It seems like such a long time since Mark Hughes practically went to war to sign Joleon Lescott from Everton, but it is only 14 months since the defender arrived at Eastlands as a regular in the England squad with a £22 million price tag.
Lescott acknowledges that last season was a "disappointment" and, after struggling through the second half of the campaign with knee and hamstring problems, he was left out of England's World Cup squad.
Nedum Onuoha, who is now on loan at Sunderland, was deeply critical of the way Roberto Mancini handled Lescott's return to action, citing the Italian's behaviour as the reason the defender did not make it to South Africa.
Last season's problems – he failed to form a comfortable partnership with Kolo Touré – and the subsequent arrival of another seven players, including Aleksandar Kolarov and Jérôme Boateng, meant Lescott had been forgotten about.
But Kolarov's own injury problems have opened the door again and the 28-year-old Lescott has featured regularly at left-back for City, while injuries on the international stage have enabled him to start England's last two matches.
"Obviously there was disappointment last season but hopefully I have put that behind me now, and [can] stay in the team," Lescott said. "Staying fit has obviously helped. Playing regularly has helped my confidence and building an understanding with the players I'm playing with. You don't go out there intending not to play well, but sometimes it happens. Hopefully that's behind me.
"I wouldn't say the World Cup was a good one to miss. How many players want to get involved in a World Cup? I thought towards the end of last season I was getting some form and I was confident of breaking into the squad, but I got injured and did not get the chance. I was focused on coming back pre-season to get fit and I've played games for England. Hopefully that continues."
Although insecurity must be rife among the City squad, Lescott had to deal with the fact that he was one of Hughes' last signings and was injured when Mancini arrived. It is a feeling that remains despite his recent run in the side. "I'm still aware of that now," Lescott said. "Mark did bring me in and Roberto is going to have his own take on the team and the squad. I don't think I've proved myself to him yet. I still like to think I can improve. There's never going to be a time when I think 'OK, I don't have to go out there and play as well as I have to' because there's going to be someone wanting my shirt and that is what drives me. If I keep that drive then I'm sure I'll stay in the team."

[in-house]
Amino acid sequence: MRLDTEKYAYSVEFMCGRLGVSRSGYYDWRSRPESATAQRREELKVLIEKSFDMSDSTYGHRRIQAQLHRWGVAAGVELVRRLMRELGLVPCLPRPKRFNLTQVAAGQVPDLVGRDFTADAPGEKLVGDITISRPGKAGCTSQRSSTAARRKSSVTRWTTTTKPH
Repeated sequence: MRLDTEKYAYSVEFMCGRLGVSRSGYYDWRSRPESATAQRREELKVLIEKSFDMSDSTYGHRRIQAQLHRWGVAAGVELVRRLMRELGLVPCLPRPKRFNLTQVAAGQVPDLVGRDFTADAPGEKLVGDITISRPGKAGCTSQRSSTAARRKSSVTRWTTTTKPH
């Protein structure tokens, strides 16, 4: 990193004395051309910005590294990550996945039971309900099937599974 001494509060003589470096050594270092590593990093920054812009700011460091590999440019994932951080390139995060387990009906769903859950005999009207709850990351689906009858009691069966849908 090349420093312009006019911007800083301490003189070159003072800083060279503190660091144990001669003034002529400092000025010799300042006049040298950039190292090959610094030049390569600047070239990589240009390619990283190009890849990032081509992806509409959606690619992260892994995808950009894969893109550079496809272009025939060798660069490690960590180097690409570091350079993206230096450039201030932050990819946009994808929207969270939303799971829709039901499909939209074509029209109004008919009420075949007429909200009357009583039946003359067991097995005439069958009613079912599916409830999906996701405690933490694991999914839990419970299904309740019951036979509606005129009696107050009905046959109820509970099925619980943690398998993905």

Although it is unlikely to be as memorable as last season's 4-2 victory for the hosts, with Emmanuel Adebayor running the length of the pitch to celebrate, today will be another significant day at Eastlands. Despite Mancini's reputation for negativity, Chelsea and Liverpool have already been beaten there this season as City look to take another step towards dominating the English game with a title challenge.
Another victory today would only serve to increase that belief. "There's definitely more to come," Lescott said. "We don't want it to become a habit where we are not playing well and winning games. We want to get the balance right."
Mancini is partial to holding midfielders but he is also becoming renowned for being feisty, having gone toe to toe with David Moyes and becoming embroiled in a row with Carlos Tevez earlier this month.
Lescott added: "Last season when I was injured, I heard his voice and I thought 'wow'. I came to the games when I was injured and I heard it while I was stood in the corridor. He gets his message across. Sometimes there might be an occasion where he might speak a bit of Italian. It's not just for us to understand – it might be a little blast of emotion to get off his chest."